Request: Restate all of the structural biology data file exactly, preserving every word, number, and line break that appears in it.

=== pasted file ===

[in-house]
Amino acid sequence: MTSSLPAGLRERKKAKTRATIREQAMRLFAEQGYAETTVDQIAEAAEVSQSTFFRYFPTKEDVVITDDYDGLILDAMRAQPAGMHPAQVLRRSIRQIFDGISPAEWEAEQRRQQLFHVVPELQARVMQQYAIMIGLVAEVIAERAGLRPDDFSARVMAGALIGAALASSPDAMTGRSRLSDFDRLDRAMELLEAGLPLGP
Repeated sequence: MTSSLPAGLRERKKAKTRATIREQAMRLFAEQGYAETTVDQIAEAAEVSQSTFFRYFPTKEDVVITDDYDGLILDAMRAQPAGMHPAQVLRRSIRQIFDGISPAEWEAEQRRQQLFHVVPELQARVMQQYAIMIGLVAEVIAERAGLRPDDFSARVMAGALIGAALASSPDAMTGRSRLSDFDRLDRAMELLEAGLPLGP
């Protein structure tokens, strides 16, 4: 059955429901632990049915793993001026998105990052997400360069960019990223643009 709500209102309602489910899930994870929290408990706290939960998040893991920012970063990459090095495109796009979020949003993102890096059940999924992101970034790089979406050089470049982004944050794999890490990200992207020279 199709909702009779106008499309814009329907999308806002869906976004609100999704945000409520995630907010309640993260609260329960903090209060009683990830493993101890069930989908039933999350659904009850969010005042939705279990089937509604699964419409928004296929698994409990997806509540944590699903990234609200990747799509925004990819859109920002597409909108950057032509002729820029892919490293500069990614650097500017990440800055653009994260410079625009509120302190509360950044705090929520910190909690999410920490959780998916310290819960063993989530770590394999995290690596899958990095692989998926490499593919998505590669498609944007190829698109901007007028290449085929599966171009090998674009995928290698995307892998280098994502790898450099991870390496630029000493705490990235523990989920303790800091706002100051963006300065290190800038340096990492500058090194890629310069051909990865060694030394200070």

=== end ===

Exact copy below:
[in-house]
Amino acid sequence: MTSSLPAGLRERKKAKTRATIREQAMRLFAEQGYAETTVDQIAEAAEVSQSTFFRYFPTKEDVVITDDYDGLILDAMRAQPAGMHPAQVLRRSIRQIFDGISPAEWEAEQRRQQLFHVVPELQARVMQQYAIMIGLVAEVIAERAGLRPDDFSARVMAGALIGAALASSPDAMTGRSRLSDFDRLDRAMELLEAGLPLGP
Repeated sequence: MTSSLPAGLRERKKAKTRATIREQAMRLFAEQGYAETTVDQIAEAAEVSQSTFFRYFPTKEDVVITDDYDGLILDAMRAQPAGMHPAQVLRRSIRQIFDGISPAEWEAEQRRQQLFHVVPELQARVMQQYAIMIGLVAEVIAERAGLRPDDFSARVMAGALIGAALASSPDAMTGRSRLSDFDRLDRAMELLEAGLPLGP
């Protein structure tokens, strides 16, 4: 059955429901632990049915793993001026998105990052997400360069960019990223643009 709500209102309602489910899930994870929290408990706290939960998040893991920012970063990459090095495109796009979020949003993102890096059940999924992101970034790089979406050089470049982004944050794999890490990200992207020279 199709909702009779106008499309814009329907999308806002869906976004609100999704945000409520995630907010309640993260609260329960903090209060009683990830493993101890069930989908039933999350659904009850969010005042939705279990089937509604699964419409928004296929698994409990997806509540944590699903990234609200990747799509925004990819859109920002597409909108950057032509002729820029892919490293500069990614650097500017990440800055653009994260410079625009509120302190509360950044705090929520910190909690999410920490959780998916310290819960063993989530770590394999995290690596899958990095692989998926490499593919998505590669498609944007190829698109901007007028290449085929599966171009090998674009995928290698995307892998280098994502790898450099991870390496630029000493705490990235523990989920303790800091706002100051963006300065290190800038340096990492500058090194890629310069051909990865060694030394200070």